Photo by Ken Lund on Flickr licensed under CC BY-SA 2.0:https://bit.ly/3VIdhPJ

On Wednesday, June 19, the Canadian parliament enacted a law to impose taxes on digital services companies that will disproportionately impact U.S. firms.

Bill C-59, the Digital Services Act (DST), imposes a 3% tax on large tech companies with over 803 million USD in annual revenues. Another law, Bill C-69, subjects those companies to a 15% minimum effective corporate tax.

Canada’s Department of Finance says the measure is a placeholder for multilateral trade agreements in the digital services sector. The DST is supposed “to protect the interests of Canadians” until such an agreement has been negotiated. In the interim, the act imposes a de facto tariff on Canada’s biggest trade partner, the U.S.

The United States and Canada have the world’s most comprehensive trading relationship. In 2022, the total value of U.S. trade with Canada was $908.9 billion, of which $46.7 billion was from digitally enabled services exports. Canada’s protectionist digital services legislation now puts this sector under pressure.

The U.S. Chamber of Commerce and the American Chamber of Commerce in Canada released a statement on Friday, June 21, objecting to the DST. It says that “Canada is forging ahead with a retroactive and discriminatory digital services tax” that “would disproportionately harm U.S. companies, undermine digital exports, harm Canadian innovation, and contravene Canada’s obligations under both the U.S.–Mexico–Canada Agreement (USMCA).”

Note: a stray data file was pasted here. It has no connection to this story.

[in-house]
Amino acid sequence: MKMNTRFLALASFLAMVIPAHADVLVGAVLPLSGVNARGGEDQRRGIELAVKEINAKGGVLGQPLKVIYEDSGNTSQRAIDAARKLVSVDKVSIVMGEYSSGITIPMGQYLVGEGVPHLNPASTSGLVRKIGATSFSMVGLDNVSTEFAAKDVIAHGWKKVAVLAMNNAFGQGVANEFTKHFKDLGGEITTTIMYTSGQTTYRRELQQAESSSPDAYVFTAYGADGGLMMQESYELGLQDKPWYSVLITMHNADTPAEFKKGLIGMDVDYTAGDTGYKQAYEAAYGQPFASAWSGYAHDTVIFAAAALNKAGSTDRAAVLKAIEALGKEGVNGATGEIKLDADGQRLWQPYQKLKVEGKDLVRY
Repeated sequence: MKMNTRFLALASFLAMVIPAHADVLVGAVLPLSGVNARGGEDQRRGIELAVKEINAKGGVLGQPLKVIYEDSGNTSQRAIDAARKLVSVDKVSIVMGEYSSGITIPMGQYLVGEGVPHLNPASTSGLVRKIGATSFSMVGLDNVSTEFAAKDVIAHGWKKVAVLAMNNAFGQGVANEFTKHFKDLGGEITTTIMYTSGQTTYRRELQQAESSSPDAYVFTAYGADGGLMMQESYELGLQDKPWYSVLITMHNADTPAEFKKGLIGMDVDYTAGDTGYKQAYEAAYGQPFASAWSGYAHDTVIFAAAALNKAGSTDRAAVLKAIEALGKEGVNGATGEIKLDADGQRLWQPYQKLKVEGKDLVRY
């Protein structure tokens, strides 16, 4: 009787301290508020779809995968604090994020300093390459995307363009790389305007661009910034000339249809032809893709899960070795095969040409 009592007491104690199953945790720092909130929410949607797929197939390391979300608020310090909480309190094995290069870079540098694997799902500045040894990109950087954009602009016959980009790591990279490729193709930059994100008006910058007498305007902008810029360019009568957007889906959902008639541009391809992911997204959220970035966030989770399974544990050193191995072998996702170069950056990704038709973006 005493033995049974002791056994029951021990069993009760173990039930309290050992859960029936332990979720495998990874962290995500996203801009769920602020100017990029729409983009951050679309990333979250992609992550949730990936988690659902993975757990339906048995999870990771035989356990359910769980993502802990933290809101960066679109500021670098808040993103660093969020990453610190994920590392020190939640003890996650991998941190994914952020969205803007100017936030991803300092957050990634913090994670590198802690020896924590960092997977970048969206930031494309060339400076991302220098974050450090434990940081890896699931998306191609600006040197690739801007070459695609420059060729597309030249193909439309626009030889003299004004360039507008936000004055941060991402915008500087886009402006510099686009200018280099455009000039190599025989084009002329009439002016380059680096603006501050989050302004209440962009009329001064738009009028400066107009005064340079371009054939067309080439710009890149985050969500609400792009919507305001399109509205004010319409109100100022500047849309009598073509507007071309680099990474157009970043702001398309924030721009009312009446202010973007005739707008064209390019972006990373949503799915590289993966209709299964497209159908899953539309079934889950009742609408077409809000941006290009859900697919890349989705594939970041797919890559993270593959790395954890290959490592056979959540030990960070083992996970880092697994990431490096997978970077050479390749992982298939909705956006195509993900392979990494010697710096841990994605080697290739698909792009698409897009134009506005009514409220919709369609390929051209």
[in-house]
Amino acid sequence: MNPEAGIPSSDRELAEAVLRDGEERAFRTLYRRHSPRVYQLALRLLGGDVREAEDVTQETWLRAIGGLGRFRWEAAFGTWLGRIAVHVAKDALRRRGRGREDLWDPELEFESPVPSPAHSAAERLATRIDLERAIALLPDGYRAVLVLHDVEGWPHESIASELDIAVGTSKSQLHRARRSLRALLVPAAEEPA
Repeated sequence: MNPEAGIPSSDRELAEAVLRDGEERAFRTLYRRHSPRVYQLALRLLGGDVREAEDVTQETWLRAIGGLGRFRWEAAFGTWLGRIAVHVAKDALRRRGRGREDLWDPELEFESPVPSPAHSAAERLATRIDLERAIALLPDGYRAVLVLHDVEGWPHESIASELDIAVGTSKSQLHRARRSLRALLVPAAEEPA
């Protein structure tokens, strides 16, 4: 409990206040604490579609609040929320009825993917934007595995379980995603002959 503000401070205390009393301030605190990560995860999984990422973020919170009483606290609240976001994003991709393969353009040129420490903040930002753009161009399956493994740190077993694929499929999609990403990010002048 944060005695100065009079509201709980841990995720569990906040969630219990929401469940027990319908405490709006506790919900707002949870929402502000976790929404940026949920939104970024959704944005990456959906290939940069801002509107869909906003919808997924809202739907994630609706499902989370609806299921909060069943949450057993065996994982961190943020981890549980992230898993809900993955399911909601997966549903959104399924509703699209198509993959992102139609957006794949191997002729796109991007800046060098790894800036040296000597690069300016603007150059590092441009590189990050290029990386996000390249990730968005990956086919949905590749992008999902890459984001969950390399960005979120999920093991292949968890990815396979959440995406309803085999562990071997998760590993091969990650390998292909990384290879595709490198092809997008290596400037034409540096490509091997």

U.S. politicians have also weighed in, with House Ways and Means Chairman Jason Smith saying, “America will not stand quietly by while Canada embraces discriminatory taxes on Americans that undermine the U.S. economy.”

The DST is only the latest of several Canadian laws targeting U.S. companies. Others include the Online Streaming Act and the Online News Act, both intended to discriminate against non-Canadian digital service and content providers.

The Biden Administration must step up against these discriminatory measures that hurt the American economy and workers, especially from its single largest trade partner and treaty ally, Canada.